As the 2010 trade deadline grew near, it was clear that the Red Sox were in desperate need of some bullpen help. With that in mind, I took a look at the options on the market in anticipation that maybe, possibly, they'd pick someone up.
Well, we know that didn't happen. The Sox generally packed it up, shipping out relievers instead of bringing them in, and the bullpen stayed its miserable self.
Now, with Theo Epstein resolved to fix the bullpen over the offseason, let's try again and take another look at who the Sox might pick up, this time in free agency, starting with the righties.
Grant Balfour - You know how Theo doesn't like spending money on FA relievers because they're inconsistent? Meet the poster boy. With a pattern that reminds you of Beckett's even-odd issues, Balfour just can't seem to be relied on in any given year. With only a few straight MLB seasons in his pocket, a high fly ball rate, some really worrying xFIPs, and type-A designation, Balfour just doesn't scream "smart buy".
Joaquin Benoit - If Balfour looks inconsistent, then Benoit looks straight-up flukey. Picked up as a minor league free agent, Benoit took his failing career and turned it around with an absolutely dominant season of relief. A K/9 over 11? A BB/9 over 2? Those are some incredible numbers, and they're even held up a bit by the fact that Benoit was improving in the last few years in his peripherals before his disastrous 2009. It depends on what he expects to get, but if other teams don't jump on Benoit's 2010 numbers and pay him big, he could be one of the higher-reward risks on the market.
Jose Contreras - Contreras put up some pretty decent numbers in his first year as a pure reliever, with decent peripherals to go with. But a 39-year-old making the late-career transfer to relieving in the NL...In this decently relief-rich market, the Red Sox can probably do better. On the bright side, he'd definitely be a 1-year deal.
Jesse Crain - Just your typical guy getting lucky in a contract year. A good year, but not good enough to warrant benoit-level attention.
Jason Frasor - Frasor strikes me as the guy who has built a reputation of being great while only really earning "good". And he is certainly good. But is he really great with his xFIPs floating in the mid-high 3's? Sure, relievers can sometimes have lower HR/FB rates, but I just think he's going to cost too much for too little, and the Type-A really pushes me over the edge.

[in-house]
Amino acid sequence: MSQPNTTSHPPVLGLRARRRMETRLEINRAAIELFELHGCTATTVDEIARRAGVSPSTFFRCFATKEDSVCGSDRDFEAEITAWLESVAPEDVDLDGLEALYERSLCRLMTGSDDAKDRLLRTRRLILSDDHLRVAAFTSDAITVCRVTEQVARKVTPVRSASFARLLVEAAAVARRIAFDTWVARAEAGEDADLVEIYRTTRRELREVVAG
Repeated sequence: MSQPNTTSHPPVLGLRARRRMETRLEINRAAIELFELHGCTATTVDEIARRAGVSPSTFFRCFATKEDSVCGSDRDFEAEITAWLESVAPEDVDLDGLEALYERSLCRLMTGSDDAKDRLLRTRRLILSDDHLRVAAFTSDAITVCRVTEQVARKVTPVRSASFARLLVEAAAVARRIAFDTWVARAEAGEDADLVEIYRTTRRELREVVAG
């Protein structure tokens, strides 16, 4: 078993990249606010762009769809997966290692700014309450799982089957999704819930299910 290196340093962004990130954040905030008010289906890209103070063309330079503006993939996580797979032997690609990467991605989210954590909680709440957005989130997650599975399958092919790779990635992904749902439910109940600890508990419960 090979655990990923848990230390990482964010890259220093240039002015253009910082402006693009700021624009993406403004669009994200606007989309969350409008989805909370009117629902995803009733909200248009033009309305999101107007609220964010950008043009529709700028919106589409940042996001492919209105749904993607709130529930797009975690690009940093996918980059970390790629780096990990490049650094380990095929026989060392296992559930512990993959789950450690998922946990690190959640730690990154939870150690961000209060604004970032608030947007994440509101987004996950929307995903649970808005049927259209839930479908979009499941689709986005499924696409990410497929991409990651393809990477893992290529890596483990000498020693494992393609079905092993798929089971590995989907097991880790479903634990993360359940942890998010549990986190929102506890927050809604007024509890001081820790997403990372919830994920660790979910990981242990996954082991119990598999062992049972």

Matt Guerrier - Consecutive years with BABIPs under .240? Let someone else make this mistake. Next!
J. J. Putz - Putz is coming off a resurgent 2010, making his situation a lot like Benoit's, just better. With his good track record, Putz would seem a safer signing for a multi-year deal. With increased ground ball rates and good peripherals, Putz just seems like a guy who's gotten used to his slightly decreased velocity. Still, that doesn't mean give the guy a Papelbon-sized fortune. For that matter, don't give Papelbon a Papelbon-sized fortune.
John Rauch - A good stint as the Twins' closer doesn't change the fact that he's never been consistently impressive. He's like a less-extreme Balfour on both sides of things.
Takashi Saito - Yeah, yeah, we got this one wrong. But that doesn't mean the Sox should spring for a 41-year-old type-A.
Koji Uehara - He's kind of like Benoit with even less of a track record, but that lack of a track record actually makes his season look less like a fluke, and more like a matter of adjusting to the MLB and A.L. East. His flyball rates might not play so well in Fenway, however.